Opposing property tax increases

Joel Anderson

In 1978 over 2/3 of California’s voters passed Proposition 13 (Prop 13), a ballot measure that reduced property tax rates on homes, businesses and farms and capped how much property tax rates could grow in the future.

Elderly homeowners on fixed incomes faced with ever-escalat­ing and often unpredictable prop­erty tax bills were being forced to sell their homes to meet the payments.

Throughout the 1960s and 1970s, property values and prop­erty tax rates in California began skyrocketing. Property taxes were based on a property’s mar­ket value, which often increased faster than inflation and the homeowner’s income. According to annual reports from the then- State Board of Equalization, the taxes levied on property subject to Prop 13 from fiscal year 1960- 61 through fiscal year 1977-78 increased over 360 percent. That meant a $13,000 home in 1960 had a $400 tax bill and 17 years lat­er the prop­erty tax paid on the same home would be $1,440.

Fed up with high tax b i l l s , the voters passed Proposition 13 which limited property tax rates to 1 percent of a property’s as­sessed value, limited assessment increases to no more than 2 per­cent annually, and established that state tax increases can only be done via a two-thirds vote of the Legislature.

Homeowners would now know with some certainty what their property taxes would be and that there would be no massive increase sprung on them.

As is typical, Sacramento poli­ticians have been trying to repeal Prop 13 since it passed and sadly this madness continues today.

An initiative to modify Prop 13 and exempt commercial property from protections of Prop 13 and en­act a so-called ”split roll” property tax is being circulated by public employees unions and will likely be on next year’s ballot. While pro­ponents claim they only want to tax property owned by businesses and corporations, ICSC a business advocacy group writes:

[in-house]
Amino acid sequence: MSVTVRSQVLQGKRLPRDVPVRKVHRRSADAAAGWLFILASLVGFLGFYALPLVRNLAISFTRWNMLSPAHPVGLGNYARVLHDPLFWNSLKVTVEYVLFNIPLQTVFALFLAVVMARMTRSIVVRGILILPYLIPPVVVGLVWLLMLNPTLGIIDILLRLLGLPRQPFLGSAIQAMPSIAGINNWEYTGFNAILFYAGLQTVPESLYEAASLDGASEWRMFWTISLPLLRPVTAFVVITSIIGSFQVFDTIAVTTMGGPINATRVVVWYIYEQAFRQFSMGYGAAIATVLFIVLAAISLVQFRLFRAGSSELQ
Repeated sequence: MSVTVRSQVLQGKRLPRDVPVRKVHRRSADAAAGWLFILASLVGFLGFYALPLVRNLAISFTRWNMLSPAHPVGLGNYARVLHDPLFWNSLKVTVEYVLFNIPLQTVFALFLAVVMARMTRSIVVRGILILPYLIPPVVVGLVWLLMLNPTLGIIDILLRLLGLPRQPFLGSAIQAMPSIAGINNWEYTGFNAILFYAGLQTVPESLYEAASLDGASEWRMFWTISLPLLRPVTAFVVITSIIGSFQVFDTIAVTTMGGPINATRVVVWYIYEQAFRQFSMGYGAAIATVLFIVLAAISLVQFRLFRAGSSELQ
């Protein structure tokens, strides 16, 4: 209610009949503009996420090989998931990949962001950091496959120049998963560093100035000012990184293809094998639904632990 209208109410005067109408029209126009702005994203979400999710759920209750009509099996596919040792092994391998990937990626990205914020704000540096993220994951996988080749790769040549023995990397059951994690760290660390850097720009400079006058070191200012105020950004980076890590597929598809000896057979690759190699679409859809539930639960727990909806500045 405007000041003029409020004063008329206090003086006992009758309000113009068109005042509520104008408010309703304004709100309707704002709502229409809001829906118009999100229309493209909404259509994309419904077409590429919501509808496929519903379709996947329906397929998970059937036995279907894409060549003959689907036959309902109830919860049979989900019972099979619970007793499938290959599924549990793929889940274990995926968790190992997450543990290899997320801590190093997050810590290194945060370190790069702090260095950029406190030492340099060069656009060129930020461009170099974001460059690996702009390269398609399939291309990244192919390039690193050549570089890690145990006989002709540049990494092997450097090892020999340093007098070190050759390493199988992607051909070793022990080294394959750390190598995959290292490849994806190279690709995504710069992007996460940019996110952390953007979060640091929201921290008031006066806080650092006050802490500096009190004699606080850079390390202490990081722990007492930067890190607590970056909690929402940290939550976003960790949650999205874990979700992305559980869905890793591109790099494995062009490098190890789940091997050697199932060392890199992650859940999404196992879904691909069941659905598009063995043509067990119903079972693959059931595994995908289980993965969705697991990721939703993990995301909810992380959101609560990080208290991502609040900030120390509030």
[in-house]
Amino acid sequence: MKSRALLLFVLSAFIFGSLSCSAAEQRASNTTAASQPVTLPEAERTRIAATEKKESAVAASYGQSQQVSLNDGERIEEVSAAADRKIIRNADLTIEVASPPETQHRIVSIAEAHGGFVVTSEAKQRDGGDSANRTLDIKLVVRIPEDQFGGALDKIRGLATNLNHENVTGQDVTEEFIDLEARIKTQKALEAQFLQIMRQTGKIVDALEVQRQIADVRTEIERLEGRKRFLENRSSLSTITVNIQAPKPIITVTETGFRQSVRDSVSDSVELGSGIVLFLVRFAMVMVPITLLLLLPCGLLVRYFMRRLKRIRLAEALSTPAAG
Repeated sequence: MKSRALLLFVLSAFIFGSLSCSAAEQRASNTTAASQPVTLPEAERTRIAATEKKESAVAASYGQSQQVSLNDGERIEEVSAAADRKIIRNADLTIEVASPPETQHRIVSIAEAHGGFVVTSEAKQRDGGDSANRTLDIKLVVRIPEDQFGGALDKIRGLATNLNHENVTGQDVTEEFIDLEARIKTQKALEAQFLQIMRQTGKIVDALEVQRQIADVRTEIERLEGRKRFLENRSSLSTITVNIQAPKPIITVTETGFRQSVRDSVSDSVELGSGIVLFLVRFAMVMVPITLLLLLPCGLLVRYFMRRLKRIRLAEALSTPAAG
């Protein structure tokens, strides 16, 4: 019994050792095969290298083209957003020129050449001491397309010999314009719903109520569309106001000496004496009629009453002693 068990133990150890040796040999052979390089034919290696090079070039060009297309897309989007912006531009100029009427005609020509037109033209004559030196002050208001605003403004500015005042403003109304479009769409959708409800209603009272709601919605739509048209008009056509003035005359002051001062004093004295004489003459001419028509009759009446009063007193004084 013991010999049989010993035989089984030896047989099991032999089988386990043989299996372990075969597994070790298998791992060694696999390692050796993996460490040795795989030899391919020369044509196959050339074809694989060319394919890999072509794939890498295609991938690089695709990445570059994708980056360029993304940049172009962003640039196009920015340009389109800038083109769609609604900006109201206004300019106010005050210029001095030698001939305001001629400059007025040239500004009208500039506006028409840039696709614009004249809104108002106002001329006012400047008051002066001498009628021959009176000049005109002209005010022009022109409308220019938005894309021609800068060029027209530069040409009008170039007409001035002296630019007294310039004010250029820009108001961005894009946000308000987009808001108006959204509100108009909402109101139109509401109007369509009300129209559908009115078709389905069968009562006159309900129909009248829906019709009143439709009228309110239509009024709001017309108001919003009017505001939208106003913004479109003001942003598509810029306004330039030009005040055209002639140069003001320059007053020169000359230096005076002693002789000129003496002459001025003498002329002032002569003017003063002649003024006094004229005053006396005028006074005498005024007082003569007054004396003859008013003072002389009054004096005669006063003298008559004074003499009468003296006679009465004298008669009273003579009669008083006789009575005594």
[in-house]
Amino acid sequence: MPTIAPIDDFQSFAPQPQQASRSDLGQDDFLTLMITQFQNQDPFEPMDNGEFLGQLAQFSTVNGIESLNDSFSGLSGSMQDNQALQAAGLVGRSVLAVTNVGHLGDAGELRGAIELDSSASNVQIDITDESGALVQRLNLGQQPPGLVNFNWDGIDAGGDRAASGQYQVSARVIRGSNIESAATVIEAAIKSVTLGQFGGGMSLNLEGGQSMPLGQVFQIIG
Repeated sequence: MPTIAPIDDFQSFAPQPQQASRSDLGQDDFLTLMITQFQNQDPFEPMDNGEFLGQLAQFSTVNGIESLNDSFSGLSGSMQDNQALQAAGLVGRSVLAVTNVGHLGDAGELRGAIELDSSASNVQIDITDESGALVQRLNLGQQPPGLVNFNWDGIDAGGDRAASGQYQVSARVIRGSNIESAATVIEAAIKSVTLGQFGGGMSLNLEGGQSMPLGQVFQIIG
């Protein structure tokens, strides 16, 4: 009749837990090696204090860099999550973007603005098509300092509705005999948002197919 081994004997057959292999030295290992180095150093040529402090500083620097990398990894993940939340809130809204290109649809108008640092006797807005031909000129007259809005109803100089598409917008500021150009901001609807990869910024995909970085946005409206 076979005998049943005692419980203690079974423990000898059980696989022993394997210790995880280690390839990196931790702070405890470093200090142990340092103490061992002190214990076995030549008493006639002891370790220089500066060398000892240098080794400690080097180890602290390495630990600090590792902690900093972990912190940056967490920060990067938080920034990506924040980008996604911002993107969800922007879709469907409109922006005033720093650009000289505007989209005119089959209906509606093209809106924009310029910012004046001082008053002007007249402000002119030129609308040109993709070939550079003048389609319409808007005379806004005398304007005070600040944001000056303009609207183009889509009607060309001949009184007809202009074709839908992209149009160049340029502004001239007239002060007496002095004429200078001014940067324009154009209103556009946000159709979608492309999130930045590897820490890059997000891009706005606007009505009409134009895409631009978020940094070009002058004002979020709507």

“creating a split roll property tax could put thousands of ten­ants out of business, result in higher taxes and create uncer­tainty leading to the devaluation of all property values.”

Of course the real worry should be that this ”split roll” will be the camel’s nose under the tent, leading to more attacks on Prop 13 which has allowed us homeowners to have the 17th lowest property taxes in the na­tion.

Despite this, Californians suf­fer under tax burdens that are among the highest in the nation. In fact, according to the Tax Foundation, we have the high­est individual income tax rate, the highest gas tax rate, the sixth-highest total tax burden, and the ninth-highest combined state-local sales tax rate. It is no wonder young families are flee­ing this state. How many of you want to visit your children or grandchildren in Arizona, Colo­rado or Texas?

Since the passage of Prop 13, property tax rates finally be­came predictable, manageable, and fair. Defending Prop 13 is critically important, it’s the only safeguard that keeps the govern­ment from taxing people out of their homes.

Joel Anderson is a former state senator and a 35 year resident of Alpine.

Opposing property tax increases

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